Colorado officials have won indictments against 32 people accused of being part of a multimillion-dollar scheme to grow marijuana illegally in Colorado and ship it out of state.
The organization allegedly exported as much as 400 pounds monthly of marijuana grown in Denver warehouses, most commonly to Minnesota. Couriers transported hundreds of thousands of dollars at a time back to Denver, according to the indictment. In sum, the organization is estimated to have made $12 million during its four-year run, the indictment alleges.
The Colorado State Grand Jury handed down the indictment last week, and law enforcement this week began rounding up those who were charged. At least five members of the alleged organization have so far been arrested, according to Denver jail records. But state officials refused to comment on the indictment or the arrests, saying instead that an announcement is planned for Thursday.
“This is still an active investigation at this point,” said Carolyn Tyler, a spokeswoman for the Colorado attorney general’s office.
The investigation was dubbed “Operation Golden Go-fer,” an apparent reference to both the mascot for the University of Minnesota and an operation member-turned-informant whom the indictment describes as providing “go-fer services” for the trafficking ring.
The charges are the culmination of sweeping raids on multiple warehouses last October. All of the raided warehouses were in areas popular with licensed, commercial marijuana growers.
According to the indictment, though, the raided grow facilities were not licensed with the state. Instead, the growers are accused of operating under the false pretense of being medical marijuana caregivers. Their real goal, according to the indictment, was to use Colorado’s laws and commercial marijuana industry to “hide in plain sight.”
The indictment alleges that the growers considered setting up their operation in California before settling on Colorado, “due to their perceived lack of regulatory enforcement actions and oversight in the marijuana industry.”
Organization members “subjectively felt Colorado’s weak regulatory enforcement structure afforded them the easiest opportunity to conduct illegal marijuana and distribution activity with little to no consequences from law enforcement and civil regulators,” the indictment states.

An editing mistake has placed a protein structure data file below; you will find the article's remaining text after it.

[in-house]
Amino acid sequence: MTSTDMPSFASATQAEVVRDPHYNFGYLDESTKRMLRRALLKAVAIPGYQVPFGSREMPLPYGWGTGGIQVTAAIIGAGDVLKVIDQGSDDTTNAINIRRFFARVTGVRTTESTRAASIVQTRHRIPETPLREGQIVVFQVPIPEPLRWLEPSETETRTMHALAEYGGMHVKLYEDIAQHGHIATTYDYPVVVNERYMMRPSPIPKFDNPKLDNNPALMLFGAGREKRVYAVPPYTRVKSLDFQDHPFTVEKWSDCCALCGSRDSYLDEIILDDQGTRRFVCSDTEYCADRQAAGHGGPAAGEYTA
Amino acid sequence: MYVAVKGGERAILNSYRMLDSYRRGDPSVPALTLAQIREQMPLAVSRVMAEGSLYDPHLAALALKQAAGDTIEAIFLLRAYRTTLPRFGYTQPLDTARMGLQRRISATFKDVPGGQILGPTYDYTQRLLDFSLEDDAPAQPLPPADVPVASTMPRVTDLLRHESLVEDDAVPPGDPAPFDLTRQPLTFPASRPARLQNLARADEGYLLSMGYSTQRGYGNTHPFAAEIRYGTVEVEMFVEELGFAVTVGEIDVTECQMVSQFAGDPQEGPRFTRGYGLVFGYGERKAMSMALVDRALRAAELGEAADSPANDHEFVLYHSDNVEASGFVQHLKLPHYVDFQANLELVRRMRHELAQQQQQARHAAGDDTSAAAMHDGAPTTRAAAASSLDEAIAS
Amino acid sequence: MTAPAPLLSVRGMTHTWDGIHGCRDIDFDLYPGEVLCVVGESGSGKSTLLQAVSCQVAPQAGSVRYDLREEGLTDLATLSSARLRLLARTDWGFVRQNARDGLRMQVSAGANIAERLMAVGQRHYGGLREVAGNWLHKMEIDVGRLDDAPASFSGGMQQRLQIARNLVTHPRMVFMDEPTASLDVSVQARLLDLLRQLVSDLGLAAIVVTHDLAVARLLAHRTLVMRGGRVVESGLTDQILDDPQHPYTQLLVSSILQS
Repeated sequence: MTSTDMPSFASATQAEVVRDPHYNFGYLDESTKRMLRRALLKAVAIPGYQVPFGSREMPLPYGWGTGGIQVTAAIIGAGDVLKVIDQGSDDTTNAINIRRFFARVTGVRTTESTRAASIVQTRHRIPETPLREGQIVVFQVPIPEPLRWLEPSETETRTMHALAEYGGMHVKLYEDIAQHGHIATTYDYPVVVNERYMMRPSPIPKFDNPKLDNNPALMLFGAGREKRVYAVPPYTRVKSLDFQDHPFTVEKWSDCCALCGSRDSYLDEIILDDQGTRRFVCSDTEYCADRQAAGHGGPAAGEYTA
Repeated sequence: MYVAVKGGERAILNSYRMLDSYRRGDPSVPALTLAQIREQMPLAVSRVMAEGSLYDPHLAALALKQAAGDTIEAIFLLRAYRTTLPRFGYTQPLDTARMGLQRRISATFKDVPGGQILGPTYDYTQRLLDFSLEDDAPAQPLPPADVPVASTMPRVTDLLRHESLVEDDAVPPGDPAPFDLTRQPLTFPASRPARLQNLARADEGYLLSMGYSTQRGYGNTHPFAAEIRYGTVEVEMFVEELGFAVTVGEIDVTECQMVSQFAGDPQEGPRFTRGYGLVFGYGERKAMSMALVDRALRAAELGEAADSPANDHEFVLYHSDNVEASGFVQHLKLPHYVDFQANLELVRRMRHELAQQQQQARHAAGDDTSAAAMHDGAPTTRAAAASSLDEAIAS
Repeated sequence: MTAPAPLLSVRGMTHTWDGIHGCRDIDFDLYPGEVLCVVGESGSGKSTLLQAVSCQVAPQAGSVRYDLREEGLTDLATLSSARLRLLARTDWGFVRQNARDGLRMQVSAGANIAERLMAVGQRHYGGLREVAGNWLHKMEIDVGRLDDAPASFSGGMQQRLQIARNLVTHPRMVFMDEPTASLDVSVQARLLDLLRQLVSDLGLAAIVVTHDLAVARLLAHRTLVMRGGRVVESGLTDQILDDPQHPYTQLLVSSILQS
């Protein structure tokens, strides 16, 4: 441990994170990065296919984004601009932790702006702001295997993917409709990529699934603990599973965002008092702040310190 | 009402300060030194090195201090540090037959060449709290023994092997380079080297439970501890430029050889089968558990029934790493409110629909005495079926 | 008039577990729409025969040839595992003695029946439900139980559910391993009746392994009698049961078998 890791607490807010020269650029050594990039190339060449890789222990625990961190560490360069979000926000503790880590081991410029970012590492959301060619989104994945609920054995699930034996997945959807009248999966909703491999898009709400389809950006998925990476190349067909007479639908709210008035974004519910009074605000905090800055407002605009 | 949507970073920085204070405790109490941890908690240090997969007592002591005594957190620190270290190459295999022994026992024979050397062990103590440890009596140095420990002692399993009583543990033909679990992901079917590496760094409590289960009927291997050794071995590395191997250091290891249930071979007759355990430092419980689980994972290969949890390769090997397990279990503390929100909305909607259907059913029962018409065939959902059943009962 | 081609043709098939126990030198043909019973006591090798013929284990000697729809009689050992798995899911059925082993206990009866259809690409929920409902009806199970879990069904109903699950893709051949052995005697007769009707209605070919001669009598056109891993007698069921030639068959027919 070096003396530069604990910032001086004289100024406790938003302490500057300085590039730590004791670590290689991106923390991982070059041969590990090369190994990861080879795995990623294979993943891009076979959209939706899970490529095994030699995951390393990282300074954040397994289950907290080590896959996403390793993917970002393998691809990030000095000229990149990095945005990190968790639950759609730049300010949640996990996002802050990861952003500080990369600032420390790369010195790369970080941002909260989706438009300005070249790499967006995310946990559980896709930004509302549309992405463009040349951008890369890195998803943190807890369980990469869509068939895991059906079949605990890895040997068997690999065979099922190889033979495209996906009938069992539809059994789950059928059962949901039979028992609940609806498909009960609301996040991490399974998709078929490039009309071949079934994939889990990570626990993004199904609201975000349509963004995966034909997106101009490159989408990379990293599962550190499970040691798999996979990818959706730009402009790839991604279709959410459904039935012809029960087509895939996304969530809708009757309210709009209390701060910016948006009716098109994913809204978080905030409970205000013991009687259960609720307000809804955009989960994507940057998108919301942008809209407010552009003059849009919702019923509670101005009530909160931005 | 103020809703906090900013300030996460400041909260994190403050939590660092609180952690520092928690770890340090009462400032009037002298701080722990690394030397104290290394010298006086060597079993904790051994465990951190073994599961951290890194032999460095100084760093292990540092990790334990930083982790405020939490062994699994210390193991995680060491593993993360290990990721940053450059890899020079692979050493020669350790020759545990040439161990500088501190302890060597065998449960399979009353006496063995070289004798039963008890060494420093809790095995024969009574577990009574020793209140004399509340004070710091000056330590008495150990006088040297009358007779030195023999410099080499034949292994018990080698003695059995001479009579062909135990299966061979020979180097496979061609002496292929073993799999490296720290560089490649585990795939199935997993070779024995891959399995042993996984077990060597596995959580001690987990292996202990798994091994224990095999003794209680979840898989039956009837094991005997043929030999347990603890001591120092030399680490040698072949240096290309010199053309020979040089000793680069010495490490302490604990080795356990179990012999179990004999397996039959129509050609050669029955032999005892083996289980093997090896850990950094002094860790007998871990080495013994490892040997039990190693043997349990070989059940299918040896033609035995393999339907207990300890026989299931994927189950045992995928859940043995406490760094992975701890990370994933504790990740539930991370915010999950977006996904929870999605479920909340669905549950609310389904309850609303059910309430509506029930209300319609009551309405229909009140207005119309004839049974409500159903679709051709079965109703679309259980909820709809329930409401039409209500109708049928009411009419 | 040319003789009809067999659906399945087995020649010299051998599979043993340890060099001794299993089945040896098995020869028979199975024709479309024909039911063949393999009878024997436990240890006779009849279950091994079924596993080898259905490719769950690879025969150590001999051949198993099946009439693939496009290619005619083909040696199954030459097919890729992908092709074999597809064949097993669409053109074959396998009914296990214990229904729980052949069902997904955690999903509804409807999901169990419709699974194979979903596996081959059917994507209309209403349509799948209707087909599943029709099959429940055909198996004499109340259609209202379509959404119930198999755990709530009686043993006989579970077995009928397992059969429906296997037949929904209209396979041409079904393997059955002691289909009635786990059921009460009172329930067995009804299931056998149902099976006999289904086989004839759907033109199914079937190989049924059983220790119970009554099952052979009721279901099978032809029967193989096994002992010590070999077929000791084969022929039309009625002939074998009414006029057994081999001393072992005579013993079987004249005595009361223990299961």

Police in Colorado have long worried that poorly regulated medical marijuana caregivers — and those posing as caregivers — could be secretly supplying the black market. State lawmakers are currently considering a bill to crack down on caregivers. Meanwhile, the Denver City Council recently approved an ordinance imposing a 36-plant limit on unlicensed caregiver grows in industrial areas.
However, the indictment also makes clear that the organization received no help from the marijuana industry in Colorado. When the alleged leader of the ring, Tri Trong Nguyen, met with an unidentified dispensary representative in Colorado to talk about a merger, the dispensary representative warned Nguyen that Nguyen’s grows were illegal, according to the indictment. The representative said the only way a merger could work was if Nguyen stripped his warehouses bare and started over legitimately.
Nguyen refused, according to the indictment.
“I am making too much money doing what I’m doing,” Nguyen is alleged to have said.
Investigation of organization members stretches back to 2011, when agents from the South Metro Drug Task Force, acting on a tip, went to the Elbert County home of a man named Ryan Farrow and found dozens of marijuana plants. Farrow initially claimed to be a medical marijuana caregiver, before admitting that he was growing the plants illegally, according to the indictment.
According to the indictment, Farrow continued growing marijuana illegally, and he and another man were stopped in Nebraska in 2013 and found to be in possession of more than $150,000 in cash. The indictment alleges that Farrow confessed to his role in the ring.
Authorities received help from other organization members, as well. When a man named Joseph Johnson — who owned a skydiving business and is accused of using his company’s planes for marijuana shipments between Colorado and Minnesota or Texas — was stopped last summer in Kansas, he was found in possession of 66 pounds of marijuana and $330,000 in cash. According to the indictment, Johnson then told authorities about the inner workings of the organization and arranged a meeting with another organization member that law enforcement agents could watch.
The 32 people indicted in the case range in age from 25 to 71. They variously face charges of racketeering, felony cultivation and distribution of marijuana, money laundering, tax evasion, attempt to influence a public servant and conspiracy.
John Ingold: 303-954-1068, email@example.com or twitter.com/johningold